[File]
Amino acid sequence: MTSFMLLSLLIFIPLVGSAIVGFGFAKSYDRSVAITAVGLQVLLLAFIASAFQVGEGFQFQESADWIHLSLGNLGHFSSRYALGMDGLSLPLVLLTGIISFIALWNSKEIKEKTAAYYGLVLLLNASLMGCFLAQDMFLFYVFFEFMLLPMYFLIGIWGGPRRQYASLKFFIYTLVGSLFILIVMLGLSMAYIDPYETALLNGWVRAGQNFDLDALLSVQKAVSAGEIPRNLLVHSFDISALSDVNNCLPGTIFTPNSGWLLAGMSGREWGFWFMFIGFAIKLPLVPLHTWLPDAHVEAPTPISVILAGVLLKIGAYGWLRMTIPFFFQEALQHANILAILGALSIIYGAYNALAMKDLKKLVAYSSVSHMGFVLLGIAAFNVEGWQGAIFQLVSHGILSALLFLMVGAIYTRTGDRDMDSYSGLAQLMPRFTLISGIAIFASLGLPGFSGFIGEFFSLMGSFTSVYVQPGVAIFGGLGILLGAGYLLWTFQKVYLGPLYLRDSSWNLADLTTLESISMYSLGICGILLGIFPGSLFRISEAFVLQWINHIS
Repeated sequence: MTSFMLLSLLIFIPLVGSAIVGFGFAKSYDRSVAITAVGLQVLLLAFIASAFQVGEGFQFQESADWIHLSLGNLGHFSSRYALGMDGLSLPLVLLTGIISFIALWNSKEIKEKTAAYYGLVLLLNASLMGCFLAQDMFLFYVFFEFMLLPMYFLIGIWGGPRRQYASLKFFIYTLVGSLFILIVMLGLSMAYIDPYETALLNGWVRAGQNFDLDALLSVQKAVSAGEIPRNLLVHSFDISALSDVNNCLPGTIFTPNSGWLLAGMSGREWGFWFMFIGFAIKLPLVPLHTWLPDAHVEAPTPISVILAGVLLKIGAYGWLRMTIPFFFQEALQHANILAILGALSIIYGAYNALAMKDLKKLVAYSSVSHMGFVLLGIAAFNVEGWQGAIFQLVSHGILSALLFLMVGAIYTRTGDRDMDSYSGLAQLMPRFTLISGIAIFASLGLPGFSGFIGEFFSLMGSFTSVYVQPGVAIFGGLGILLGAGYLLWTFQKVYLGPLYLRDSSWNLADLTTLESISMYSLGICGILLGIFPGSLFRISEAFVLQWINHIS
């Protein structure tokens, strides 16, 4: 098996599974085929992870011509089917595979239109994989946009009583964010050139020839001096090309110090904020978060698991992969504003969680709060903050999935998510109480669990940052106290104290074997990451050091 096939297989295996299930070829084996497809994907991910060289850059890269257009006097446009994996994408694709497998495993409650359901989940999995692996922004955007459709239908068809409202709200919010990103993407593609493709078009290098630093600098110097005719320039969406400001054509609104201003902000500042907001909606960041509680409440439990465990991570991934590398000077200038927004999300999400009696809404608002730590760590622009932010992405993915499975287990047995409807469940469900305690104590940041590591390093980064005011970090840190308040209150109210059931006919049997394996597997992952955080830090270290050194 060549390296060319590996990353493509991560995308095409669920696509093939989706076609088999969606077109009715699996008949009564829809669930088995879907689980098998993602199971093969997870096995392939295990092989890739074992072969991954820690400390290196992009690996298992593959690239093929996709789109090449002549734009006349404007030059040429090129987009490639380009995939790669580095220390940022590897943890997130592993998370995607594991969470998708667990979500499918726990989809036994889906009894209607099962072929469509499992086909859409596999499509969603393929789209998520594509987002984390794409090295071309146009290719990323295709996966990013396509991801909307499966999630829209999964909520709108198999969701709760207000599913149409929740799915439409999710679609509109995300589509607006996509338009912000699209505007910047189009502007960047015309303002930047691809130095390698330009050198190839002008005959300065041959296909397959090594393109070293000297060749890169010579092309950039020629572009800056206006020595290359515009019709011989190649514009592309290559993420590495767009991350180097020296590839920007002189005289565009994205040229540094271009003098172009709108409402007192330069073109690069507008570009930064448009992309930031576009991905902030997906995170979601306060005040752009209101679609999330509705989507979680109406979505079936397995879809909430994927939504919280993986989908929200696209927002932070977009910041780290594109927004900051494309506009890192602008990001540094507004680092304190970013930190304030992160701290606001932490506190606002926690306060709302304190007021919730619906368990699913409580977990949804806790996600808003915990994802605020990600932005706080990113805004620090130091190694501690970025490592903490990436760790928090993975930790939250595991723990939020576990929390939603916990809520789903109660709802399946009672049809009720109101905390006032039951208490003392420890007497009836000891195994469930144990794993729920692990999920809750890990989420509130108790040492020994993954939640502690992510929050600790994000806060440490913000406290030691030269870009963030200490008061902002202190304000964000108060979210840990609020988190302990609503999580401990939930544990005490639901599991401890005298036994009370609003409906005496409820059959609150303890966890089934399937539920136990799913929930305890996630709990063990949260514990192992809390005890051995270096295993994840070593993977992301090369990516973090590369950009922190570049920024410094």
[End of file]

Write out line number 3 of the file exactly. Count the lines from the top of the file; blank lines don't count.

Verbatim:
């Protein structure tokens, strides 16, 4: 098996599974085929992870011509089917595979239109994989946009009583964010050139020839001096090309110090904020978060698991992969504003969680709060903050999935998510109480669990940052106290104290074997990451050091 096939297989295996299930070829084996497809994907991910060289850059890269257009006097446009994996994408694709497998495993409650359901989940999995692996922004955007459709239908068809409202709200919010990103993407593609493709078009290098630093600098110097005719320039969406400001054509609104201003902000500042907001909606960041509680409440439990465990991570991934590398000077200038927004999300999400009696809404608002730590760590622009932010992405993915499975287990047995409807469940469900305690104590940041590591390093980064005011970090840190308040209150109210059931006919049997394996597997992952955080830090270290050194 060549390296060319590996990353493509991560995308095409669920696509093939989706076609088999969606077109009715699996008949009564829809669930088995879907689980098998993602199971093969997870096995392939295990092989890739074992072969991954820690400390290196992009690996298992593959690239093929996709789109090449002549734009006349404007030059040429090129987009490639380009995939790669580095220390940022590897943890997130592993998370995607594991969470998708667990979500499918726990989809036994889906009894209607099962072929469509499992086909859409596999499509969603393929789209998520594509987002984390794409090295071309146009290719990323295709996966990013396509991801909307499966999630829209999964909520709108198999969701709760207000599913149409929740799915439409999710679609509109995300589509607006996509338009912000699209505007910047189009502007960047015309303002930047691809130095390698330009050198190839002008005959300065041959296909397959090594393109070293000297060749890169010579092309950039020629572009800056206006020595290359515009019709011989190649514009592309290559993420590495767009991350180097020296590839920007002189005289565009994205040229540094271009003098172009709108409402007192330069073109690069507008570009930064448009992309930031576009991905902030997906995170979601306060005040752009209101679609999330509705989507979680109406979505079936397995879809909430994927939504919280993986989908929200696209927002932070977009910041780290594109927004900051494309506009890192602008990001540094507004680092304190970013930190304030992160701290606001932490506190606002926690306060709302304190007021919730619906368990699913409580977990949804806790996600808003915990994802605020990600932005706080990113805004620090130091190694501690970025490592903490990436760790928090993975930790939250595991723990939020576990929390939603916990809520789903109660709802399946009672049809009720109101905390006032039951208490003392420890007497009836000891195994469930144990794993729920692990999920809750890990989420509130108790040492020994993954939640502690992510929050600790994000806060440490913000406290030691030269870009963030200490008061902002202190304000964000108060979210840990609020988190302990609503999580401990939930544990005490639901599991401890005298036994009370609003409906005496409820059959609150303890966890089934399937539920136990799913929930305890996630709990063990949260514990192992809390005890051995270096295993994840070593993977992301090369990516973090590369950009922190570049920024410094």